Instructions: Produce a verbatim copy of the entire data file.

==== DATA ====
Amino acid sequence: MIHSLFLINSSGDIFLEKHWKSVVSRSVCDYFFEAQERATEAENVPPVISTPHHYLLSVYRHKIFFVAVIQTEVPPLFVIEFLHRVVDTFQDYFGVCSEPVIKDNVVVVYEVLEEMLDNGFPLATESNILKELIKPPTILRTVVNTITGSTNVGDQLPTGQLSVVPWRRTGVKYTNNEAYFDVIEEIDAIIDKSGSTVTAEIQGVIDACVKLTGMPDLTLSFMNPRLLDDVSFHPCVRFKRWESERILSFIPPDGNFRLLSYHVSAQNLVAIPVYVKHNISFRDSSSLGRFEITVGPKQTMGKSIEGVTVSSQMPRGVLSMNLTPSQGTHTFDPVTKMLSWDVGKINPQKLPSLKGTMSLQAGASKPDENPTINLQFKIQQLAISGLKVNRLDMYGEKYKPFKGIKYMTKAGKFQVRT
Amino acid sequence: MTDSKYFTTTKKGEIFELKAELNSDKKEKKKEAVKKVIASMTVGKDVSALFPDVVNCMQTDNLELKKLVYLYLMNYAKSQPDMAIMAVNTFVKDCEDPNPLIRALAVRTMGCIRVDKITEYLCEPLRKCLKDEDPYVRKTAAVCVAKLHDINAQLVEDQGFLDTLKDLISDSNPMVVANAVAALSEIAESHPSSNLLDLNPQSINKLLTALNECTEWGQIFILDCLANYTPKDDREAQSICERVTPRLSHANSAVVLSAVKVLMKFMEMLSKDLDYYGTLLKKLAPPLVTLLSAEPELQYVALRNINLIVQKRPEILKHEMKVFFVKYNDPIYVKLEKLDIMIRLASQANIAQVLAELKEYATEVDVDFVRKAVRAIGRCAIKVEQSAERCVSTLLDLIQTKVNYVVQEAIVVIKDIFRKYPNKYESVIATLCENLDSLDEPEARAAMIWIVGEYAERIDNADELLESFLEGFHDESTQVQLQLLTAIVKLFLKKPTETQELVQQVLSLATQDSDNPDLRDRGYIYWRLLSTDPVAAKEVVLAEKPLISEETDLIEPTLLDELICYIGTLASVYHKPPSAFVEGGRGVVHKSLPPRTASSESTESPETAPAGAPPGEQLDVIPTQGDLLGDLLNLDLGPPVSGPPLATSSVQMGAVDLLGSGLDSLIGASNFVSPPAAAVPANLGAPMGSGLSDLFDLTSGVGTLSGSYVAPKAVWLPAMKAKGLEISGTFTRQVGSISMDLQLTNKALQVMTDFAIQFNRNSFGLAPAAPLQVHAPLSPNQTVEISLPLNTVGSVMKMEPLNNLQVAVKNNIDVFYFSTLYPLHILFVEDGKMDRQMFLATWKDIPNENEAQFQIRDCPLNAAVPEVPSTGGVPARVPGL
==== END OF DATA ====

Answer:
Amino acid sequence: MIHSLFLINSSGDIFLEKHWKSVVSRSVCDYFFEAQERATEAENVPPVISTPHHYLLSVYRHKIFFVAVIQTEVPPLFVIEFLHRVVDTFQDYFGVCSEPVIKDNVVVVYEVLEEMLDNGFPLATESNILKELIKPPTILRTVVNTITGSTNVGDQLPTGQLSVVPWRRTGVKYTNNEAYFDVIEEIDAIIDKSGSTVTAEIQGVIDACVKLTGMPDLTLSFMNPRLLDDVSFHPCVRFKRWESERILSFIPPDGNFRLLSYHVSAQNLVAIPVYVKHNISFRDSSSLGRFEITVGPKQTMGKSIEGVTVSSQMPRGVLSMNLTPSQGTHTFDPVTKMLSWDVGKINPQKLPSLKGTMSLQAGASKPDENPTINLQFKIQQLAISGLKVNRLDMYGEKYKPFKGIKYMTKAGKFQVRT
Amino acid sequence: MTDSKYFTTTKKGEIFELKAELNSDKKEKKKEAVKKVIASMTVGKDVSALFPDVVNCMQTDNLELKKLVYLYLMNYAKSQPDMAIMAVNTFVKDCEDPNPLIRALAVRTMGCIRVDKITEYLCEPLRKCLKDEDPYVRKTAAVCVAKLHDINAQLVEDQGFLDTLKDLISDSNPMVVANAVAALSEIAESHPSSNLLDLNPQSINKLLTALNECTEWGQIFILDCLANYTPKDDREAQSICERVTPRLSHANSAVVLSAVKVLMKFMEMLSKDLDYYGTLLKKLAPPLVTLLSAEPELQYVALRNINLIVQKRPEILKHEMKVFFVKYNDPIYVKLEKLDIMIRLASQANIAQVLAELKEYATEVDVDFVRKAVRAIGRCAIKVEQSAERCVSTLLDLIQTKVNYVVQEAIVVIKDIFRKYPNKYESVIATLCENLDSLDEPEARAAMIWIVGEYAERIDNADELLESFLEGFHDESTQVQLQLLTAIVKLFLKKPTETQELVQQVLSLATQDSDNPDLRDRGYIYWRLLSTDPVAAKEVVLAEKPLISEETDLIEPTLLDELICYIGTLASVYHKPPSAFVEGGRGVVHKSLPPRTASSESTESPETAPAGAPPGEQLDVIPTQGDLLGDLLNLDLGPPVSGPPLATSSVQMGAVDLLGSGLDSLIGASNFVSPPAAAVPANLGAPMGSGLSDLFDLTSGVGTLSGSYVAPKAVWLPAMKAKGLEISGTFTRQVGSISMDLQLTNKALQVMTDFAIQFNRNSFGLAPAAPLQVHAPLSPNQTVEISLPLNTVGSVMKMEPLNNLQVAVKNNIDVFYFSTLYPLHILFVEDGKMDRQMFLATWKDIPNENEAQFQIRDCPLNAAVPEVPSTGGVPARVPGL